Here’s How To Tackle Returning to School

Our littlest and biggest students are returning to school from Tuesday 26 May and the rest of the student body on Tuesday 9 June. It is important to think about how to tackle this transition period. Just as we made changes to facilitate remote learning from home, we should consider the possible issues that may arise as our children return to school.



Sleep times may have changed with our children not having to be out of the house by a certain time during isolation. The cooler weather also makes it more enticing to sleep and stay in bed longer. Start the transition back to the new waking and sleeping times as soon as possible. The main thing is not to expect too much from your kids right now and go gently. No doubt being back at school will be physically and mentally exhausting at first.



You may have mirrored the school day at home during remote learning. If not, move your eating times to match the school snack and lunch. Pack some extra food for the first few days for those returning. If your kids haven’t been as active at home, they may have an increase in their appetite. Your child may also be feeling more tired than usual after school. Let them wind down in the way that suits them best.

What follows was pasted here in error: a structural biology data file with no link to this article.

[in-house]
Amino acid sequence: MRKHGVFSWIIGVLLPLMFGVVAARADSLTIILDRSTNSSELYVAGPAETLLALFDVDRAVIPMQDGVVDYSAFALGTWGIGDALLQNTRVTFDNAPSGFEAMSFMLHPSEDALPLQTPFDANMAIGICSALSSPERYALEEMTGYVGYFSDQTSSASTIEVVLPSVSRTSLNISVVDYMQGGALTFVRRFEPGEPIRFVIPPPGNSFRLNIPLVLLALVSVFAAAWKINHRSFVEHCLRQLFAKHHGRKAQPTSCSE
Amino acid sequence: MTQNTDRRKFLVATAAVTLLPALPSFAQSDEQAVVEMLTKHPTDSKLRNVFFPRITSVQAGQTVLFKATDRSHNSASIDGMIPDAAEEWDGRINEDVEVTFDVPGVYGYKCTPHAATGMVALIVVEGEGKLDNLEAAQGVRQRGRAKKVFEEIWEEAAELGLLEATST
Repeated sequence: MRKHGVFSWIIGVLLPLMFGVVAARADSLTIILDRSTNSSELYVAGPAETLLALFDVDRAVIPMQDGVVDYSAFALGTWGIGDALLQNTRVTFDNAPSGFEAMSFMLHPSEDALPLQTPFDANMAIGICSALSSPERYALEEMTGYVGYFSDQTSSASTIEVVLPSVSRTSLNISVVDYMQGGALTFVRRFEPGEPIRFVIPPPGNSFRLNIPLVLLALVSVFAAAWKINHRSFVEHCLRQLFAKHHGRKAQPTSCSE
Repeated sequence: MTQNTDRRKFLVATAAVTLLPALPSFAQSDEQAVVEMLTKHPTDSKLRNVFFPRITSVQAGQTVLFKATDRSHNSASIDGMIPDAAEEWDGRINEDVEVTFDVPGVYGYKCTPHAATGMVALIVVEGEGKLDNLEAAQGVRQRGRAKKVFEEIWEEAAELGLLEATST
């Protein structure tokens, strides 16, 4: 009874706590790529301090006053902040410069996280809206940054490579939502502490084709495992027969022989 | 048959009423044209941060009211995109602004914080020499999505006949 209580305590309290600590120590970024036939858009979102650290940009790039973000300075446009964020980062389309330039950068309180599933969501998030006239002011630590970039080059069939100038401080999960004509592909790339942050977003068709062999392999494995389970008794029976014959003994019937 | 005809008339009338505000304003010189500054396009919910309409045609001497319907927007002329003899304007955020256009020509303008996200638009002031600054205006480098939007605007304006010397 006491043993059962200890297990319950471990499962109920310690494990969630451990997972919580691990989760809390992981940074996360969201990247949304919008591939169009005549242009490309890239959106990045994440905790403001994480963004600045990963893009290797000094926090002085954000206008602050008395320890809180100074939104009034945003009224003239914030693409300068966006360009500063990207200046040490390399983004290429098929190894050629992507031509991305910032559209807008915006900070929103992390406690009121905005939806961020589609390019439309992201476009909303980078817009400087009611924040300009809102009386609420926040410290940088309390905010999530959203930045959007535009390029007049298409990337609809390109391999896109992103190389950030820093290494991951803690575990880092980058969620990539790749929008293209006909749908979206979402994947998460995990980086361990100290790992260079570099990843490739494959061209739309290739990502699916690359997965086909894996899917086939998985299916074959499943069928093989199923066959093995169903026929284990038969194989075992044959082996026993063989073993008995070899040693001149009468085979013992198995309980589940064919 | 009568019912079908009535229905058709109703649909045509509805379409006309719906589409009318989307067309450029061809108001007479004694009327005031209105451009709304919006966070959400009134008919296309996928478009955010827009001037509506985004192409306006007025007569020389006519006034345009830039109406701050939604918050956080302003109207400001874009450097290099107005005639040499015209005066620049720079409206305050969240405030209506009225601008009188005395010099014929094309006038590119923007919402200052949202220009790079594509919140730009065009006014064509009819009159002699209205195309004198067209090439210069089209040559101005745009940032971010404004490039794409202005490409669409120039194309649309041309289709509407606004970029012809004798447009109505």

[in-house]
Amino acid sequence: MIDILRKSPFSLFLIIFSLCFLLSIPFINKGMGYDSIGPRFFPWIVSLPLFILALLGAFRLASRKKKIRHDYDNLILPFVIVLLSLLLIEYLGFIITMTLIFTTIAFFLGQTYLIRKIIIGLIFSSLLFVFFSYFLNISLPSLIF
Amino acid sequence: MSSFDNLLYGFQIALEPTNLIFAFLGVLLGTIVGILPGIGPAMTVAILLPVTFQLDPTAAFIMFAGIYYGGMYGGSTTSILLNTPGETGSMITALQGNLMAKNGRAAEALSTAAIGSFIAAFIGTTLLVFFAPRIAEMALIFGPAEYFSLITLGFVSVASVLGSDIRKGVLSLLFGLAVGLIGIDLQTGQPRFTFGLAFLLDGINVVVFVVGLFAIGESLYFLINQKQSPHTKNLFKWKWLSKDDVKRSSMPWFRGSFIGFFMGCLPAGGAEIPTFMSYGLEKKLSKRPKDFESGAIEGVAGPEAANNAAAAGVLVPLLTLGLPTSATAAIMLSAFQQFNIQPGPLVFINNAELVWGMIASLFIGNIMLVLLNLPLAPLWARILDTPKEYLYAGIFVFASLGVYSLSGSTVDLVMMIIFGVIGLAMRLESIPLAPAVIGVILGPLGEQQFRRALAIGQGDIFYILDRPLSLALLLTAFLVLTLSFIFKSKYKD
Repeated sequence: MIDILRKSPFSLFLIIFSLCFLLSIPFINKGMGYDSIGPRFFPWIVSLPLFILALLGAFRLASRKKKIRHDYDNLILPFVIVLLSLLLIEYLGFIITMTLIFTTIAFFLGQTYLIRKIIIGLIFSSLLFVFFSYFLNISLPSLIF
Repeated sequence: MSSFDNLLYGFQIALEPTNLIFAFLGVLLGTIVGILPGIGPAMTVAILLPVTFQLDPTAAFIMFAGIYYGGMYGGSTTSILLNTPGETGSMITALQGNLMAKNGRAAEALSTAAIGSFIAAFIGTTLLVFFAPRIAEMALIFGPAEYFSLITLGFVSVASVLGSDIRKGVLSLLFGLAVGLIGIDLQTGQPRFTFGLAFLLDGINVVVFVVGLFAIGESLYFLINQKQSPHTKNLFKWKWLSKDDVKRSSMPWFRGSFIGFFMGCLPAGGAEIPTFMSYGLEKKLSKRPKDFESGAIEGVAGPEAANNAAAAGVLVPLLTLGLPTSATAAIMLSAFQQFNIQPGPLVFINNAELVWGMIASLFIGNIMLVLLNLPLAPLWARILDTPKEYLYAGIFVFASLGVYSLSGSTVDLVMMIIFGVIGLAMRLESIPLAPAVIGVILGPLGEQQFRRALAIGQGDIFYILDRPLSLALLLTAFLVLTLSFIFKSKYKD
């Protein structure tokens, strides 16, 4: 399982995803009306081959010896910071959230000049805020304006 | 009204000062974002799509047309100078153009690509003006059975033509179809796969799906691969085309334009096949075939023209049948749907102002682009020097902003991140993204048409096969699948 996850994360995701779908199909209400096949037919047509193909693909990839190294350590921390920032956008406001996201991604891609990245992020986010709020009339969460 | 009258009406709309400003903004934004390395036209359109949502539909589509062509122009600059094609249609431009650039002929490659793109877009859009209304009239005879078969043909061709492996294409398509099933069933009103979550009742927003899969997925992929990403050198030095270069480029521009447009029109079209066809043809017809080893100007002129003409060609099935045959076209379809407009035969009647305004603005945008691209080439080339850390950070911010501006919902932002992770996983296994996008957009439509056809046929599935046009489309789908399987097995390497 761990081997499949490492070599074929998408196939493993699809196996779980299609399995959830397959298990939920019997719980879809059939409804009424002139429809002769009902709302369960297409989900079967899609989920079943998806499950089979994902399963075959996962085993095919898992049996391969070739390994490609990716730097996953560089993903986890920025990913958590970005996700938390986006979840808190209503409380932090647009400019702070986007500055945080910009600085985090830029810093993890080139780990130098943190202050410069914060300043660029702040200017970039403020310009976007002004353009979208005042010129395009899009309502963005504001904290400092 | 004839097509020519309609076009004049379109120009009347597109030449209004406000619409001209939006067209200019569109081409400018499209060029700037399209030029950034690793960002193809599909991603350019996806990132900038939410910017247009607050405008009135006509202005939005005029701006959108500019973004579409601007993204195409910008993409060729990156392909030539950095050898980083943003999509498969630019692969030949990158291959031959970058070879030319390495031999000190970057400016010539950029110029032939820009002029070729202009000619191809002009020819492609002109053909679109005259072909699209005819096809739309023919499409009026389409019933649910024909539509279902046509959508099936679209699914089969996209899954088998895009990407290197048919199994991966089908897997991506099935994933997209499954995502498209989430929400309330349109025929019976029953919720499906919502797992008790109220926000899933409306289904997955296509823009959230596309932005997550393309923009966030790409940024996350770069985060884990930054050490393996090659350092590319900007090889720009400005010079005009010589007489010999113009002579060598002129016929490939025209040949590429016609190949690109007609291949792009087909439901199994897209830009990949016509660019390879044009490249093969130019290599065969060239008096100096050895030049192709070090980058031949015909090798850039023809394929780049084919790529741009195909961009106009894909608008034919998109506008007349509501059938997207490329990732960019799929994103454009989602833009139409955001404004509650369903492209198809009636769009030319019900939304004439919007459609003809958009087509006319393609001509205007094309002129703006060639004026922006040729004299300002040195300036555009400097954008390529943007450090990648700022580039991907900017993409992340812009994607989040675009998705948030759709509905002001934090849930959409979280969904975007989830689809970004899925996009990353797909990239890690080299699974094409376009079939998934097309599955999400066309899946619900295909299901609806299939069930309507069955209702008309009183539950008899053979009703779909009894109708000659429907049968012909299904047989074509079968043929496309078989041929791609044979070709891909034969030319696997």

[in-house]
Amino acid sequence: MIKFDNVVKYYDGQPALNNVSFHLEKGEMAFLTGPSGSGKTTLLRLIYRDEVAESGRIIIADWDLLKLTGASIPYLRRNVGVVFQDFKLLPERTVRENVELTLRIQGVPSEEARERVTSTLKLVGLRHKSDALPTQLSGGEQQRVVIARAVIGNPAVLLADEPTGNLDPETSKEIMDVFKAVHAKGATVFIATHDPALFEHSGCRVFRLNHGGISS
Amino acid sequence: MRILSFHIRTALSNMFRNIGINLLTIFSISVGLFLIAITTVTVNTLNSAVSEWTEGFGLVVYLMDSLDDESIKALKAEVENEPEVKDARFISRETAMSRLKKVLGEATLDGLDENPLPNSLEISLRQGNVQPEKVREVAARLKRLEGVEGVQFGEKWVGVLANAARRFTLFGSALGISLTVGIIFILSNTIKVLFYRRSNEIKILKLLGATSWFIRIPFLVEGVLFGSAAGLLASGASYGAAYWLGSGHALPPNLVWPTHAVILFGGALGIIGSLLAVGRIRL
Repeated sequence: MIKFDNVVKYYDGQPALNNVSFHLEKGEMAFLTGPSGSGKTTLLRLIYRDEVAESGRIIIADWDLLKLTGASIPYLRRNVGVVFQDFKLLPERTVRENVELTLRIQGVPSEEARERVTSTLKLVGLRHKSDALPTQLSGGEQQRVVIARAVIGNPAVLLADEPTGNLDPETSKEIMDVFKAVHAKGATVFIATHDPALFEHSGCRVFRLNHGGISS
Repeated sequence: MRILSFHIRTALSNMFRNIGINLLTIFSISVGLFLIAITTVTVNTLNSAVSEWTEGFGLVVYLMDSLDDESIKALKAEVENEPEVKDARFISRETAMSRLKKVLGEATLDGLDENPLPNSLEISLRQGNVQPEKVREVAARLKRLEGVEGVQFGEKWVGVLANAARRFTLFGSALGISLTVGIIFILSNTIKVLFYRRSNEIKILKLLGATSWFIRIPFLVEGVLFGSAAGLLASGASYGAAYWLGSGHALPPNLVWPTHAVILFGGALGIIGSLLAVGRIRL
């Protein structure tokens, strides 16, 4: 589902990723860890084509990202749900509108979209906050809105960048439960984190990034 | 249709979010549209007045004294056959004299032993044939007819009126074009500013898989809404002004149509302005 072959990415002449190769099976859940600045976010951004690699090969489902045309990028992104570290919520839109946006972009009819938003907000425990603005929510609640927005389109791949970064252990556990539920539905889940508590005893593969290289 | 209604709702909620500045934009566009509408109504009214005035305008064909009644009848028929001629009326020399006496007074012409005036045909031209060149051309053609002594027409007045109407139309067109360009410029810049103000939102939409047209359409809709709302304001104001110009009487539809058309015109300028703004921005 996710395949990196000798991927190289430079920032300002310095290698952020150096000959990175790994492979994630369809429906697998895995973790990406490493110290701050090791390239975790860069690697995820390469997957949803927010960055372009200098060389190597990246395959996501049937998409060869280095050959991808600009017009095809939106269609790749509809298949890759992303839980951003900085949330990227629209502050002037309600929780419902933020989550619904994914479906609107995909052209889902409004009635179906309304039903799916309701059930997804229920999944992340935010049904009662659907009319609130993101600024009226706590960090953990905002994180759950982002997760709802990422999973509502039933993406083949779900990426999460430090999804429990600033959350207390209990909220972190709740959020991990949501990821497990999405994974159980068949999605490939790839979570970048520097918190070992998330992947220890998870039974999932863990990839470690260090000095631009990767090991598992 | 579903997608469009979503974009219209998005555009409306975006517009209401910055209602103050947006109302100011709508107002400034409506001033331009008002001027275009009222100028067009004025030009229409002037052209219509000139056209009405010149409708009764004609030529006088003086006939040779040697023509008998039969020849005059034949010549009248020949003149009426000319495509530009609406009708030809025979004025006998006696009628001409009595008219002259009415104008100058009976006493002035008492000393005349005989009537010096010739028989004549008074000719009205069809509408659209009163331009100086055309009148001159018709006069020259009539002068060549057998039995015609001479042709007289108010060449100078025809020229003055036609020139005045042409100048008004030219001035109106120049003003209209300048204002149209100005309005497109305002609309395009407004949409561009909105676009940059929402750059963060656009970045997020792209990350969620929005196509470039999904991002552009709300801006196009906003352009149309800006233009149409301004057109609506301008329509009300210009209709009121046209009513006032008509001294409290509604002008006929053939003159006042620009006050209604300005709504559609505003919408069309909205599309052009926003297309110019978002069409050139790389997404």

Our children have gone through some big changes during the pandemic and it is reasonable to assume they may have some anxiety about returning to school. Younger children in particular may have fears of leaving you or be concerned about the status of their friendships. Older students may have anxiety over missing face to face school time when undertaking VCE. Whatever their age, the school will run differently to before so there will be many more changes for them to get used to. Open conversations about their anxieties and what the new ‘normal’ at school will look like may help them process them better.



Have the discussion again about the importance of good hygiene with your child: washing their hands, coughing into their elbow and following the rules the teachers outline. We know all these measures will make a difference in the fight against COVID-19 and keep our students and teachers safer.


Mental Health

You know your child best. The most important thing you can do for them during this transition is be available to them and mindful of the toll these changes may have. Be there to reassure them, to listen to their concerns, to give extra hugs and love. Our mental health is of the utmost importance. If you believe your child needs quiet time or a mental health day during the transition, that is your call as their parent or guardian.


And don’t forget to be easy on yourself too. There will no doubt be the whole gamut of emotions for all of us during this period but it is good to know we are not going through it alone.